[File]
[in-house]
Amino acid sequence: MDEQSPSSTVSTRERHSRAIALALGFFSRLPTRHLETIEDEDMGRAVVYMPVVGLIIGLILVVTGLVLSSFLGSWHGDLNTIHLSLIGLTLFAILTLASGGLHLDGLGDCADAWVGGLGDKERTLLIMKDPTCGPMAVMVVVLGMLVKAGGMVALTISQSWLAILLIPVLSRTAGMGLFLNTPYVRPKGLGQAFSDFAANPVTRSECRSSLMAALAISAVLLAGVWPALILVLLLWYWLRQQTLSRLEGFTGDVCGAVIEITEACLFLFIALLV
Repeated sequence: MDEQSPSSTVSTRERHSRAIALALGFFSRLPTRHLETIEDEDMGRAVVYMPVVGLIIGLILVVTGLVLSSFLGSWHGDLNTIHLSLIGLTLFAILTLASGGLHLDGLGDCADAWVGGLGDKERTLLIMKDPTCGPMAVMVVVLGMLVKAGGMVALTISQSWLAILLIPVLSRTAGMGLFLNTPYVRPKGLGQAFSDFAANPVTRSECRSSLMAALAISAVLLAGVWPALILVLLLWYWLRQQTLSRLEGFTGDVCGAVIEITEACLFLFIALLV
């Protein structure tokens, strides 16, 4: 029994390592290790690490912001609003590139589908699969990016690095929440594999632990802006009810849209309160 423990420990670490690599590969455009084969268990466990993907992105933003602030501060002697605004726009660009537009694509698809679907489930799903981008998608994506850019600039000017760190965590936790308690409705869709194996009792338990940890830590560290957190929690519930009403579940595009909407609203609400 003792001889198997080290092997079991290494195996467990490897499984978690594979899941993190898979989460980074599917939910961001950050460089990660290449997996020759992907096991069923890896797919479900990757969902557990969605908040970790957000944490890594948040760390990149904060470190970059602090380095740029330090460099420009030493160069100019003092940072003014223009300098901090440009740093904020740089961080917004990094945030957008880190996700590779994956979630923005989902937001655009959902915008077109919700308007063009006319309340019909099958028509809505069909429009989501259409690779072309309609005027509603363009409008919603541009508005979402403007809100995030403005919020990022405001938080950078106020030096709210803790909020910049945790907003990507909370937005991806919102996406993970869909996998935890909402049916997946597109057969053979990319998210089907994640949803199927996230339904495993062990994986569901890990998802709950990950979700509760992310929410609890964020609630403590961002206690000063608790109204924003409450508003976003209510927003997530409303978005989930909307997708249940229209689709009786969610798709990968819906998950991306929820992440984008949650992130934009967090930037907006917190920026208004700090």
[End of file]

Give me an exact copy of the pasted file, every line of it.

[in-house]
Amino acid sequence: MDEQSPSSTVSTRERHSRAIALALGFFSRLPTRHLETIEDEDMGRAVVYMPVVGLIIGLILVVTGLVLSSFLGSWHGDLNTIHLSLIGLTLFAILTLASGGLHLDGLGDCADAWVGGLGDKERTLLIMKDPTCGPMAVMVVVLGMLVKAGGMVALTISQSWLAILLIPVLSRTAGMGLFLNTPYVRPKGLGQAFSDFAANPVTRSECRSSLMAALAISAVLLAGVWPALILVLLLWYWLRQQTLSRLEGFTGDVCGAVIEITEACLFLFIALLV
Repeated sequence: MDEQSPSSTVSTRERHSRAIALALGFFSRLPTRHLETIEDEDMGRAVVYMPVVGLIIGLILVVTGLVLSSFLGSWHGDLNTIHLSLIGLTLFAILTLASGGLHLDGLGDCADAWVGGLGDKERTLLIMKDPTCGPMAVMVVVLGMLVKAGGMVALTISQSWLAILLIPVLSRTAGMGLFLNTPYVRPKGLGQAFSDFAANPVTRSECRSSLMAALAISAVLLAGVWPALILVLLLWYWLRQQTLSRLEGFTGDVCGAVIEITEACLFLFIALLV
């Protein structure tokens, strides 16, 4: 029994390592290790690490912001609003590139589908699969990016690095929440594999632990802006009810849209309160 423990420990670490690599590969455009084969268990466990993907992105933003602030501060002697605004726009660009537009694509698809679907489930799903981008998608994506850019600039000017760190965590936790308690409705869709194996009792338990940890830590560290957190929690519930009403579940595009909407609203609400 003792001889198997080290092997079991290494195996467990490897499984978690594979899941993190898979989460980074599917939910961001950050460089990660290449997996020759992907096991069923890896797919479900990757969902557990969605908040970790957000944490890594948040760390990149904060470190970059602090380095740029330090460099420009030493160069100019003092940072003014223009300098901090440009740093904020740089961080917004990094945030957008880190996700590779994956979630923005989902937001655009959902915008077109919700308007063009006319309340019909099958028509809505069909429009989501259409690779072309309609005027509603363009409008919603541009508005979402403007809100995030403005919020990022405001938080950078106020030096709210803790909020910049945790907003990507909370937005991806919102996406993970869909996998935890909402049916997946597109057969053979990319998210089907994640949803199927996230339904495993062990994986569901890990998802709950990950979700509760992310929410609890964020609630403590961002206690000063608790109204924003409450508003976003209510927003997530409303978005989930909307997708249940229209689709009786969610798709990968819906998950991306929820992440984008949650992130934009967090930037907006917190920026208004700090």